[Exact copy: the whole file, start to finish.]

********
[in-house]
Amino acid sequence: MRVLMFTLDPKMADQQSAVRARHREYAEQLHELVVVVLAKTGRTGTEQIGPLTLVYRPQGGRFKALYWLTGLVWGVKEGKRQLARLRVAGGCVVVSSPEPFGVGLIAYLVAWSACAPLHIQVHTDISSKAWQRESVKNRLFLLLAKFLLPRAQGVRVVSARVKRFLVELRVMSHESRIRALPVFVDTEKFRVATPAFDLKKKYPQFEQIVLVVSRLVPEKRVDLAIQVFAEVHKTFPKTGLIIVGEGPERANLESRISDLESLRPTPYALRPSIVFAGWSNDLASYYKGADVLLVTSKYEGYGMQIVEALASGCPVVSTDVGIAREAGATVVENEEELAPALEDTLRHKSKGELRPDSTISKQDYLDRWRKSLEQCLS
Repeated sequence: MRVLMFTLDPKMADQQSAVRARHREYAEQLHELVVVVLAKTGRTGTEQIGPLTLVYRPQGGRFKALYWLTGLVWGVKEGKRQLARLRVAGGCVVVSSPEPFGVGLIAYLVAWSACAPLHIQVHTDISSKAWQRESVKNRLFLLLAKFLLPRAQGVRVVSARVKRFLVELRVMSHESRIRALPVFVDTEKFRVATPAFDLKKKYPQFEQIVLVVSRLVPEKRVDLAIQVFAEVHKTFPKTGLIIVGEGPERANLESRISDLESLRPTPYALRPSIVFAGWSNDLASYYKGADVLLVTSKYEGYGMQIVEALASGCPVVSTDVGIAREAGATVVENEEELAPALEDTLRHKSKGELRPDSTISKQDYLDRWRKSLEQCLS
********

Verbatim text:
[in-house]
Amino acid sequence: MRVLMFTLDPKMADQQSAVRARHREYAEQLHELVVVVLAKTGRTGTEQIGPLTLVYRPQGGRFKALYWLTGLVWGVKEGKRQLARLRVAGGCVVVSSPEPFGVGLIAYLVAWSACAPLHIQVHTDISSKAWQRESVKNRLFLLLAKFLLPRAQGVRVVSARVKRFLVELRVMSHESRIRALPVFVDTEKFRVATPAFDLKKKYPQFEQIVLVVSRLVPEKRVDLAIQVFAEVHKTFPKTGLIIVGEGPERANLESRISDLESLRPTPYALRPSIVFAGWSNDLASYYKGADVLLVTSKYEGYGMQIVEALASGCPVVSTDVGIAREAGATVVENEEELAPALEDTLRHKSKGELRPDSTISKQDYLDRWRKSLEQCLS
Repeated sequence: MRVLMFTLDPKMADQQSAVRARHREYAEQLHELVVVVLAKTGRTGTEQIGPLTLVYRPQGGRFKALYWLTGLVWGVKEGKRQLARLRVAGGCVVVSSPEPFGVGLIAYLVAWSACAPLHIQVHTDISSKAWQRESVKNRLFLLLAKFLLPRAQGVRVVSARVKRFLVELRVMSHESRIRALPVFVDTEKFRVATPAFDLKKKYPQFEQIVLVVSRLVPEKRVDLAIQVFAEVHKTFPKTGLIIVGEGPERANLESRISDLESLRPTPYALRPSIVFAGWSNDLASYYKGADVLLVTSKYEGYGMQIVEALASGCPVVSTDVGIAREAGATVVENEEELAPALEDTLRHKSKGELRPDSTISKQDYLDRWRKSLEQCLS